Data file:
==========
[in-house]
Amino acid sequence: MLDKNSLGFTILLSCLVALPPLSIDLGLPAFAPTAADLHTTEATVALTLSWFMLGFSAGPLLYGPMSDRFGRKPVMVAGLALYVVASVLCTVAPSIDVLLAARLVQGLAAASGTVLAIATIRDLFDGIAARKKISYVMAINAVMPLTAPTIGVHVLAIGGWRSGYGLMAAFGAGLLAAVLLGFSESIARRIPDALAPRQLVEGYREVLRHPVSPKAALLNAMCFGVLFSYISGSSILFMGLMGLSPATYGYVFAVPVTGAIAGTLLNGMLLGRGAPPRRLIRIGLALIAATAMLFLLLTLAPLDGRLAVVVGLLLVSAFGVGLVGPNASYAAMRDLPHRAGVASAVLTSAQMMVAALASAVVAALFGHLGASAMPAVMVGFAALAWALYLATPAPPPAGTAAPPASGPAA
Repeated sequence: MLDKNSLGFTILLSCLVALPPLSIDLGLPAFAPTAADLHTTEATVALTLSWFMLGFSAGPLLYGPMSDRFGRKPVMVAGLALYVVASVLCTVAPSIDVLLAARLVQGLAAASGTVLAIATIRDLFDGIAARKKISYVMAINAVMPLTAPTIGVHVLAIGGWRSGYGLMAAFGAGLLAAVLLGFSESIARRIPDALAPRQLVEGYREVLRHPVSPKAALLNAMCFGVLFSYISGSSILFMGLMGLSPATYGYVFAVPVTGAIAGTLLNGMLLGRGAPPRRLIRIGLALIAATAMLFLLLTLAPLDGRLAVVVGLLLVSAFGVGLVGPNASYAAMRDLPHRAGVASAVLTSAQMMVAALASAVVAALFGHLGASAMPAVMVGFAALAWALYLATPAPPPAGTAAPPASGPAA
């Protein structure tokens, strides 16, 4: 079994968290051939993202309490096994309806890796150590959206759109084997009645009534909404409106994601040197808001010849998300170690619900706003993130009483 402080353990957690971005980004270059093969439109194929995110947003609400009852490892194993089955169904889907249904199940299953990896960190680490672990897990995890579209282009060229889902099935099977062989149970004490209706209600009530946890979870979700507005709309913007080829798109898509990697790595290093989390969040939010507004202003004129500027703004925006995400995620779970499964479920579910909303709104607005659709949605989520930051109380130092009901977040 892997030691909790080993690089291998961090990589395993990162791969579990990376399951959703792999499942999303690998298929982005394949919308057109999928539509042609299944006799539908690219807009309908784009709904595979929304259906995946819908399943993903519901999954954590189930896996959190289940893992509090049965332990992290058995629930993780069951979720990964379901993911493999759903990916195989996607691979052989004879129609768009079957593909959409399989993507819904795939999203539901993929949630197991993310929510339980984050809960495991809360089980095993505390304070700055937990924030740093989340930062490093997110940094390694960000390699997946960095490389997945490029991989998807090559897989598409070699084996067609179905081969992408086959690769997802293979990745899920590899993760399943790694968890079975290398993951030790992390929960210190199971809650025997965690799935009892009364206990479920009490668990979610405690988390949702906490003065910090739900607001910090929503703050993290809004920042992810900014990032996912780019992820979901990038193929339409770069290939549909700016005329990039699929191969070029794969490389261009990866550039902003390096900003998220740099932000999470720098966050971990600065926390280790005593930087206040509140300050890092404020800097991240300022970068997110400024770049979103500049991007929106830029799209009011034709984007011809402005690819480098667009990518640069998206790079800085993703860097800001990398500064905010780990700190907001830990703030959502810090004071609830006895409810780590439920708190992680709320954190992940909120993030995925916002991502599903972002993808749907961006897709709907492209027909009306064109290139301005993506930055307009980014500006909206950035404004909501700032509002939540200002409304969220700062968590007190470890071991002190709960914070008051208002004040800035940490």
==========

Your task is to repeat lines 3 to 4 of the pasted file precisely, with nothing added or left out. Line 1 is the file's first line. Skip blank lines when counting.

Repeated sequence: MLDKNSLGFTILLSCLVALPPLSIDLGLPAFAPTAADLHTTEATVALTLSWFMLGFSAGPLLYGPMSDRFGRKPVMVAGLALYVVASVLCTVAPSIDVLLAARLVQGLAAASGTVLAIATIRDLFDGIAARKKISYVMAINAVMPLTAPTIGVHVLAIGGWRSGYGLMAAFGAGLLAAVLLGFSESIARRIPDALAPRQLVEGYREVLRHPVSPKAALLNAMCFGVLFSYISGSSILFMGLMGLSPATYGYVFAVPVTGAIAGTLLNGMLLGRGAPPRRLIRIGLALIAATAMLFLLLTLAPLDGRLAVVVGLLLVSAFGVGLVGPNASYAAMRDLPHRAGVASAVLTSAQMMVAALASAVVAALFGHLGASAMPAVMVGFAALAWALYLATPAPPPAGTAAPPASGPAA
């Protein structure tokens, strides 16, 4: 079994968290051939993202309490096994309806890796150590959206759109084997009645009534909404409106994601040197808001010849998300170690619900706003993130009483 402080353990957690971005980004270059093969439109194929995110947003609400009852490892194993089955169904889907249904199940299953990896960190680490672990897990995890579209282009060229889902099935099977062989149970004490209706209600009530946890979870979700507005709309913007080829798109898509990697790595290093989390969040939010507004202003004129500027703004925006995400995620779970499964479920579910909303709104607005659709949605989520930051109380130092009901977040 892997030691909790080993690089291998961090990589395993990162791969579990990376399951959703792999499942999303690998298929982005394949919308057109999928539509042609299944006799539908690219807009309908784009709904595979929304259906995946819908399943993903519901999954954590189930896996959190289940893992509090049965332990992290058995629930993780069951979720990964379901993911493999759903990916195989996607691979052989004879129609768009079957593909959409399989993507819904795939999203539901993929949630197991993310929510339980984050809960495991809360089980095993505390304070700055937990924030740093989340930062490093997110940094390694960000390699997946960095490389997945490029991989998807090559897989598409070699084996067609179905081969992408086959690769997802293979990745899920590899993760399943790694968890079975290398993951030790992390929960210190199971809650025997965690799935009892009364206990479920009490668990979610405690988390949702906490003065910090739900607001910090929503703050993290809004920042992810900014990032996912780019992820979901990038193929339409770069290939549909700016005329990039699929191969070029794969490389261009990866550039902003390096900003998220740099932000999470720098966050971990600065926390280790005593930087206040509140300050890092404020800097991240300022970068997110400024770049979103500049991007929106830029799209009011034709984007011809402005690819480098667009990518640069998206790079800085993703860097800001990398500064905010780990700190907001830990703030959502810090004071609830006895409810780590439920708190992680709320954190992940909120993030995925916002991502599903972002993808749907961006897709709907492209027909009306064109290139301005993506930055307009980014500006909206950035404004909501700032509002939540200002409304969220700062968590007190470890071991002190709960914070008051208002004040800035940490």